Prior to dinner, attendees were treated to a video highlighting the day's competition and capturing the excitement of the events. Next, on a more serious note, a video tribute to linemen was shown. The tribute contained footage of line workers who were helping to restore power to the areas that had been hard hit by Hurricane Katrina only a couple weeks earlier. There was also footage of linemen who helped to bring power back to New York City after the 9/11 catastrophe that befell the World Trade Center.

The tagline used in the video truly captures what linemen are all about: “We've been there, we're there now and we'll be there in the future, fighting the good fight.” When these words flashed on the projector screens, the whole crowd erupted with clapping and even some whistles.

All of the linemen who competed in the rodeo proved they are indeed in good fighting form. After dinner, the awards ceremony got underway with Mike Willman of Kansas City Power & Light emceeing the event. Kerr and Dale Warman, the other co-chair of the ILRA, presented trophies to the top journeymen teams and apprentices, with plenty of loud cheers and clapping from family, friends and colleagues.


The ILRA has received plenty of positive feedback on the show from participants and judges, many of whom have said they look forward to attending next year. “All of those that are attached to the rodeo are volunteers from around the country and do an exceptional job of making this a great event,” Kerr notes. “Kansas City Power & Light is the host utility, assisted by Westar Energy, and provides a lot of support for the event.”

As it was this year, packed with food, fun and some friendly competition, the rodeo remains an annual must-attend event. Therefore, mark your calendar now for the next International Lineman's Rodeo to be held Oct. 5-7, 2006.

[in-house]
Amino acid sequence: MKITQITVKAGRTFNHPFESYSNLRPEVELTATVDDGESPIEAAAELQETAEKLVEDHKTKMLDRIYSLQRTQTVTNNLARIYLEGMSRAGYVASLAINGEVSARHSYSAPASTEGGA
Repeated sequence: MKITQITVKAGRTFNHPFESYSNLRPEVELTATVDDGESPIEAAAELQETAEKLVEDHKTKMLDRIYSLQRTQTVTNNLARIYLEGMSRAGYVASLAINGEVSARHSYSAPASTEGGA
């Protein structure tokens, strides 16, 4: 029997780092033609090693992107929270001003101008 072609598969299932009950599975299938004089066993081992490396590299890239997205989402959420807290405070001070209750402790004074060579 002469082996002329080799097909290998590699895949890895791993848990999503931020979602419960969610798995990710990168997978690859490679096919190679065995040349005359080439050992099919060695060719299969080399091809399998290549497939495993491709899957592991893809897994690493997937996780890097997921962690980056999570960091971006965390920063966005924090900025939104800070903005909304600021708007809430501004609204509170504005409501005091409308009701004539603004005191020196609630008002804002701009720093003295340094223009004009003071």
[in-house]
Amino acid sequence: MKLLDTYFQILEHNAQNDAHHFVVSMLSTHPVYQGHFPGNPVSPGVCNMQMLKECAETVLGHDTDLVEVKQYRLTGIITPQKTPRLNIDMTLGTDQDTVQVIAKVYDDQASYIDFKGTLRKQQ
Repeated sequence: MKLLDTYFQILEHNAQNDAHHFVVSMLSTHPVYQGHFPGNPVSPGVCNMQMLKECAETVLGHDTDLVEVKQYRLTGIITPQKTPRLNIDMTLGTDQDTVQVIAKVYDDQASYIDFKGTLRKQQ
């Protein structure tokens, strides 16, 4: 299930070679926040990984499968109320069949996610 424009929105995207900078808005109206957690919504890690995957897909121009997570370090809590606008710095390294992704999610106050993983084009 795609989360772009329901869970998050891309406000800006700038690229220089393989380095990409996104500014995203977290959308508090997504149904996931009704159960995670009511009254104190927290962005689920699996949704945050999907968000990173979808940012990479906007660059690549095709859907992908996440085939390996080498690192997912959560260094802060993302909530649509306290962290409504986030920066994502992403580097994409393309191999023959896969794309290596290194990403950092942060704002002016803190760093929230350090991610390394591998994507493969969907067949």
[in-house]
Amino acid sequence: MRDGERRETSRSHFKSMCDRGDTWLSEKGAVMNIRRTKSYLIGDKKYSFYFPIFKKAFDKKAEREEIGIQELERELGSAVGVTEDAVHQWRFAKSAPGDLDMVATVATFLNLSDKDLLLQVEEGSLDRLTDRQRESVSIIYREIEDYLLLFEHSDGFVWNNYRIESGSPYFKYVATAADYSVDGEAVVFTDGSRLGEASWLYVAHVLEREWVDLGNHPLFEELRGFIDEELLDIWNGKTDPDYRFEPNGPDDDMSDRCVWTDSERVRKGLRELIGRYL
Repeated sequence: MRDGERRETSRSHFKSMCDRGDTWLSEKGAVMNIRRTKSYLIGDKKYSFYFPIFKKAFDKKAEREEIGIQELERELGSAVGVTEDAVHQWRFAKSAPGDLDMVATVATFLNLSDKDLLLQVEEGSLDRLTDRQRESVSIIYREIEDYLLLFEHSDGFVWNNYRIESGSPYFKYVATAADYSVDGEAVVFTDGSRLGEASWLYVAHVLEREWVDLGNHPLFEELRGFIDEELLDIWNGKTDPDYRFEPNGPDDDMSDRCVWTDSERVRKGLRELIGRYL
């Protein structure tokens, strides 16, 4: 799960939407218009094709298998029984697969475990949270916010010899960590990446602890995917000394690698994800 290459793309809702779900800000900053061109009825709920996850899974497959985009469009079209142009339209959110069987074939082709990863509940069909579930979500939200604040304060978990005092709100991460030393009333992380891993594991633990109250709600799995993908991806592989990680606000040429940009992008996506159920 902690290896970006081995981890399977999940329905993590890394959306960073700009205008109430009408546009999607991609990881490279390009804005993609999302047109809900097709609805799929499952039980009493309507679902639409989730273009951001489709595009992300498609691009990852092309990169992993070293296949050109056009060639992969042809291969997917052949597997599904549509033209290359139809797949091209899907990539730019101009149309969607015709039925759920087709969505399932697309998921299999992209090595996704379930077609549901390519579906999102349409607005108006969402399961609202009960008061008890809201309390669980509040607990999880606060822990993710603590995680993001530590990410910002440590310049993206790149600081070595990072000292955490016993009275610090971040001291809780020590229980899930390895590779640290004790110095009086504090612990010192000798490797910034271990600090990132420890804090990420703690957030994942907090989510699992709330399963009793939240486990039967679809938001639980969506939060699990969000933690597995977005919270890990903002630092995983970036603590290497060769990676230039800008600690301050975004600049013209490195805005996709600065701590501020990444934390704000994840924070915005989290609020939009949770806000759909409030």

Every year, the International Lineman's Rodeo Association (ILRA) awards scholarships to deserving students. ILRA offers these scholarships to inspire and promote the lineman trade.

“We are very excited about giving scholarships, as we have felt we need to give back to the trade and help the process of developing new lineman for the future,” says Dennis Kerr, chairman of the ILRA Scholarship Committee and co-chairman of the ILRA.

The ILRA first began awarding scholarships in 2002, when it gave out its first Billy Begnaud Scholarship, which is in honor of Begnaud who was a member of Local #66 in Texas. Begnaud served on ILRA's board, Advisory Committee, as event coordinator, and as chief judge of the International Lineman's Rodeo, which he helped judge for years. In 2003, the ILRA added four more scholarships, and finally in 2004, the association increased the total to 10.

Scholarship candidates must meet certain criteria: be a son or daughter of a journeyman lineman or be recommended by a journeyman lineman; have a high school diploma or equivalent GED; submit a letter of recommendation from their high school advisor or GED advisor and a friend or relative; and write a letter to the ILRA scholarship committee on why they should be selected to receive the scholarship. Each letter is read by the five members on the Scholarship Committee, who score each applicant based on need and the overall candidate's credentials.

Approximately 40 students from about 30 linemen colleges apply for the ILRA scholarships every year. This year, the following students were awarded the scholarships: